Volume reduction of left pleural dissemination to control hypercalcemia was performed via 5th intercostal space thoracotomy. There were several hypervascular tumors 3–5 cm in size disseminated throughout the left thoracic cavity. The pleural tumor was resected using parietal extra-pleural dissection as much as possible. (Fig. 2a, b). We cut into the tumors in order not to damage the pulmonary parenchyma. We cut into the tumors so as to not damage the pulmonary parenchyma. The edges of the tumors on the parietal and visceral pleura were cauterized for hemostasis, while ablation was also done using a soft coagulation system that delivers a computer-controlled low voltage level without electrical discharge. The operation duration was 240 min and blood loss was 3100 mL. The pleural tumors were hypervascular. Also, we could not observe tumors in the pleural cavity at first, as they were disseminated throughout the left thoracic cavity, thus parietal extrapleural dissection was performed to remove the tumor causing massive bleeding. Chest CT results after resection showed that the functionally active site of left pleural dissemination was nearly completely excised (Fig. 2c). A postoperative pathological examination revealed findings similar to parathyroid cancer, thus the diagnosis was pleural dissemination of parathyroid cancer (Fig. 2d). PTH level was 46,800 pg/mL prior to resection of pleural dissemination and then decreased to 7636 pg/mL on the first postoperative day. Infusion volume was gradually decreased and the serum calcium level did not increase. Hypercalcemia symptoms were improved and the patient was discharged 56 days later. Under medical treatment for hypercalcemia with denosumab and cinacalcet, the PTH level gradually increased, while serum calcium level did not change. Eight months after the resection of pleural dissemination, the patient died at home from cachexia related to the disease.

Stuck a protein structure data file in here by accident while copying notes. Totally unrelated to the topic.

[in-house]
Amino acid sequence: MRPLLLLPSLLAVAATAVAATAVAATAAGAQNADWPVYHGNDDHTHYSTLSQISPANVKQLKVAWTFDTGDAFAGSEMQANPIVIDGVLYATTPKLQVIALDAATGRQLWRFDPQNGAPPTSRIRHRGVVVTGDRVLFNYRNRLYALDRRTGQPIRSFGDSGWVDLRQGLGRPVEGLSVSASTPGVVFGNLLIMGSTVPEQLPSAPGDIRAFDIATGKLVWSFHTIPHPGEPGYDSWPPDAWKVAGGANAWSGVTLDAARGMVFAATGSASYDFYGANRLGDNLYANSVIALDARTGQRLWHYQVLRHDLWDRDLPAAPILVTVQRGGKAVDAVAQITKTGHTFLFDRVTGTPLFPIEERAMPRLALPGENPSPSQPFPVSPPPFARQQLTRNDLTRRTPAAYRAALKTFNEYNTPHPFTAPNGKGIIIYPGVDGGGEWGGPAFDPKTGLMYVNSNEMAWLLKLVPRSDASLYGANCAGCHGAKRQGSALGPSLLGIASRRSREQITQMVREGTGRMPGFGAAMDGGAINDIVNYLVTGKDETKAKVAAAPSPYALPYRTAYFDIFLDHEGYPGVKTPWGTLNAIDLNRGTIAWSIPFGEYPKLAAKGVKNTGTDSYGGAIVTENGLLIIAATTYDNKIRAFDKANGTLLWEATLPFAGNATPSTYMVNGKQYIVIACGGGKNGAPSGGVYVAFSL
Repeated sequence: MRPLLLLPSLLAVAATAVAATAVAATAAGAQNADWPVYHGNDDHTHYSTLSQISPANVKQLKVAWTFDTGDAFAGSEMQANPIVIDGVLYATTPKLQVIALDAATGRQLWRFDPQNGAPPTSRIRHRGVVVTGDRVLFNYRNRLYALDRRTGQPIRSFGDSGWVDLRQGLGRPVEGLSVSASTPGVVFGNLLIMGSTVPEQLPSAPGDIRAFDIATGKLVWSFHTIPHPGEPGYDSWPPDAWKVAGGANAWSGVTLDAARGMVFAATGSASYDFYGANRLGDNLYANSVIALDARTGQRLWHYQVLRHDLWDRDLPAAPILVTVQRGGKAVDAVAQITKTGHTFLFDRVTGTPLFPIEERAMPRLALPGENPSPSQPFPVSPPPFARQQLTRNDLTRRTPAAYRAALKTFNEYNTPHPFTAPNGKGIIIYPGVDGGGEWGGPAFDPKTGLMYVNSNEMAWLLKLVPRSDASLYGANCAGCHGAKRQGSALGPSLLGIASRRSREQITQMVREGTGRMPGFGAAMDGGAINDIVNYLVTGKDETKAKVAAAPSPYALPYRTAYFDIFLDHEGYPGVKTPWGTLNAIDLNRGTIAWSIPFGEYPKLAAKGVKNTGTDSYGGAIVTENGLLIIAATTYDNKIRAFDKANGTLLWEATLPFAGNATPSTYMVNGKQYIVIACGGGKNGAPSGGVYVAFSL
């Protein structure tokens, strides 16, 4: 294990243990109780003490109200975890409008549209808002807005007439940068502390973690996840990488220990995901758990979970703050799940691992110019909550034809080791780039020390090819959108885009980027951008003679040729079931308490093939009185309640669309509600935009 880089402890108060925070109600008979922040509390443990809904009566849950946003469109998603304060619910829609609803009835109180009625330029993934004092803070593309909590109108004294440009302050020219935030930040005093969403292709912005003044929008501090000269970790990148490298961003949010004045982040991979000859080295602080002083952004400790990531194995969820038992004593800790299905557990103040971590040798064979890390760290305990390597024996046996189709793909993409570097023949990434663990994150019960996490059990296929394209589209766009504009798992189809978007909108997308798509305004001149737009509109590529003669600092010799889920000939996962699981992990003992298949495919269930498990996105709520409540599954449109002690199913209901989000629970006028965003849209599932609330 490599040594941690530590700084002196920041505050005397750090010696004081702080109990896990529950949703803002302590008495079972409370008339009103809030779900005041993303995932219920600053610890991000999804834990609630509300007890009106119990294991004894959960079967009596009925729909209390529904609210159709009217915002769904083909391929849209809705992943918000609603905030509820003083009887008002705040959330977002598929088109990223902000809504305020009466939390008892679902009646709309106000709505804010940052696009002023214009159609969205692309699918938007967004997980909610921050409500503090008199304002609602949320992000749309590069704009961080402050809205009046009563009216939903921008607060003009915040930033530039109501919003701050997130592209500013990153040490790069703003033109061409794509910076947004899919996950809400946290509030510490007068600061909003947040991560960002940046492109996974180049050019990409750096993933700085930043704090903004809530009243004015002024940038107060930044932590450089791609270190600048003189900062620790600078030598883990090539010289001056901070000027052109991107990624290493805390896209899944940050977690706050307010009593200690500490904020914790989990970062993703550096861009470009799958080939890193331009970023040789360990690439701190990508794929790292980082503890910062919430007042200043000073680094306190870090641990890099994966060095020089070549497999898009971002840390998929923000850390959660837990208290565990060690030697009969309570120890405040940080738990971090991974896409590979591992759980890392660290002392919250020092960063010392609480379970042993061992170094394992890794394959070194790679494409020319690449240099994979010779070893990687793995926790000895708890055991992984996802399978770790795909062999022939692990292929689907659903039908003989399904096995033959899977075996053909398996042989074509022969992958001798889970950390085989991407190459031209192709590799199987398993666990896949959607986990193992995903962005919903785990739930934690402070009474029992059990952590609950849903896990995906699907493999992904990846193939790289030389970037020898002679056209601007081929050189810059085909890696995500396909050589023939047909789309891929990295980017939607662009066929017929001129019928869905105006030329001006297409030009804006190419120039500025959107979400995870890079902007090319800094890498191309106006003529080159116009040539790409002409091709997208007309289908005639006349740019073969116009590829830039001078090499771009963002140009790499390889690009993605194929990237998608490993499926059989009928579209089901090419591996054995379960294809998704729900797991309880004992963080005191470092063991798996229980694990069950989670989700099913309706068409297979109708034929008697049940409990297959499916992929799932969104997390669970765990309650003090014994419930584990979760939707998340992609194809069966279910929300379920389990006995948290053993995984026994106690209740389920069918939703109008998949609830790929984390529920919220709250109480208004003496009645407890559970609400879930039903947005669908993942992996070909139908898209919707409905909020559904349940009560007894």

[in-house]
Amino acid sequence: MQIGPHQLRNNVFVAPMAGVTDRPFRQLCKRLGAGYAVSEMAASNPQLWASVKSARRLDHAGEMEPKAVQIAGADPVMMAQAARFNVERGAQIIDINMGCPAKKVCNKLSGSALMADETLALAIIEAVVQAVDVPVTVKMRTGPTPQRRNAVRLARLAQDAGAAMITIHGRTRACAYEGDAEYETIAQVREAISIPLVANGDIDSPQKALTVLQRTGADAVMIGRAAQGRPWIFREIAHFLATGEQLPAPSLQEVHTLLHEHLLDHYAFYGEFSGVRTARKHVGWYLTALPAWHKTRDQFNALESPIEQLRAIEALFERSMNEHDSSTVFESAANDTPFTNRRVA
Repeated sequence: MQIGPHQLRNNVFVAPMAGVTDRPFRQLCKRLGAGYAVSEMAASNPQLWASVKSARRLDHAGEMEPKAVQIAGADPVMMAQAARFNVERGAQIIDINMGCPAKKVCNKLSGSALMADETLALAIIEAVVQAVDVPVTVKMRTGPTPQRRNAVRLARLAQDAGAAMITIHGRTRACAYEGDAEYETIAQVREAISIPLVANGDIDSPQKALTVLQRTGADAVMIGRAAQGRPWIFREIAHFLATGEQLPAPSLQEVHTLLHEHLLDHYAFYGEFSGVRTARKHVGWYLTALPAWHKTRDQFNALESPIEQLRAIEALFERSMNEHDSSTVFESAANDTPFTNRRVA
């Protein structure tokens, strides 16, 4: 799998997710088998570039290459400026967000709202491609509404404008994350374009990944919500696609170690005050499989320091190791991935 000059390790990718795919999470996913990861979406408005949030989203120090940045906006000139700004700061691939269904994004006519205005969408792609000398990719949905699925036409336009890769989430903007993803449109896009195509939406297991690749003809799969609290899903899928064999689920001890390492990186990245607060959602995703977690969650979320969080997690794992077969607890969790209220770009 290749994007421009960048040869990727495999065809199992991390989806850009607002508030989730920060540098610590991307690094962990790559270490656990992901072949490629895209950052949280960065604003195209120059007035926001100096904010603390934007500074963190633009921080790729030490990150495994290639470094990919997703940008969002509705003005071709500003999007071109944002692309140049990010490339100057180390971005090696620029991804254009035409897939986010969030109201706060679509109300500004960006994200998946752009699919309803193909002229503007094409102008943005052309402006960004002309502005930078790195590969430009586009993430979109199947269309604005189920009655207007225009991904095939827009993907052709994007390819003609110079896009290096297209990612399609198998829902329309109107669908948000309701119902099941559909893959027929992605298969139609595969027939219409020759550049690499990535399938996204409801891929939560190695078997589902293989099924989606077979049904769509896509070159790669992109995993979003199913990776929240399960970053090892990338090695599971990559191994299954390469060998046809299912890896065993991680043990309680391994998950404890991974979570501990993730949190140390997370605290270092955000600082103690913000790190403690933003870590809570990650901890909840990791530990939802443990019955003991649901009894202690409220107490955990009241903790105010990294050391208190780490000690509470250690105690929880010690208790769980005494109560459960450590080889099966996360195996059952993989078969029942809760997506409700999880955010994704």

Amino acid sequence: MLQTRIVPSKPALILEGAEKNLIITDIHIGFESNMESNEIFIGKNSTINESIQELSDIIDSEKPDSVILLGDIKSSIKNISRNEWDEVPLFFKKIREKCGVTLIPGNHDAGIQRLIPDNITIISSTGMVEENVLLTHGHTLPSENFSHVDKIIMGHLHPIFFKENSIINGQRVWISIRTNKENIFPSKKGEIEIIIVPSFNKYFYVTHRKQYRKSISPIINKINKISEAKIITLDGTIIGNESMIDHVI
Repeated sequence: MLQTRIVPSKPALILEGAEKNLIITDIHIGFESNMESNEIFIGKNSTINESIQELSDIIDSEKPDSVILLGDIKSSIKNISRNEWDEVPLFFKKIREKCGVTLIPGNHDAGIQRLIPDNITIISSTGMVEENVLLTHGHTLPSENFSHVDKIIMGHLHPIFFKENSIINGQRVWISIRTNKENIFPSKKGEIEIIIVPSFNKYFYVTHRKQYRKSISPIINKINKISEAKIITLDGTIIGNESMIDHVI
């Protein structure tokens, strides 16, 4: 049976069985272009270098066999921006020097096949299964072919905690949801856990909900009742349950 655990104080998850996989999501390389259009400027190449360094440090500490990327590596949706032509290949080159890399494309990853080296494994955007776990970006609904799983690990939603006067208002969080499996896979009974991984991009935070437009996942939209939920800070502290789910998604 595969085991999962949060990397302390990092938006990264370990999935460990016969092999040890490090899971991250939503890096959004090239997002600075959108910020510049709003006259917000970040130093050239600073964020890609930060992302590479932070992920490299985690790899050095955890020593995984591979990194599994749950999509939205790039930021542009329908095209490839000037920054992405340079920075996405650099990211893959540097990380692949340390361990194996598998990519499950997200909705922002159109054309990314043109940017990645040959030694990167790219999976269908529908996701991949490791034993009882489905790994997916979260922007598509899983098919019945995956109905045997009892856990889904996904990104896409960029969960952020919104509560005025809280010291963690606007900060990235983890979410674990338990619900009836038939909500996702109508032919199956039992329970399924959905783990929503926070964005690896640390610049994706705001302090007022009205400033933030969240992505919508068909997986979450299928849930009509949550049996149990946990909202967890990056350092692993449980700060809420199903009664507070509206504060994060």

Fig. 2
figure2

a Intraoperative findings. Several tumors 3–5 cm in size were found in the left thoracic cavity and resected as much as possible via a thoracotomy. b Images of resected tumor. c Following resection. Chest CT showed that the functionally active site of left pleural dissemination was nearly completely excised. T, tumor; L, lung. d Pleural dissemination shown by hematoxylin and eosin staining. Tumor cells with round nuclei and lightly acidophilic cytoplasm showed a solid pattern (× 200)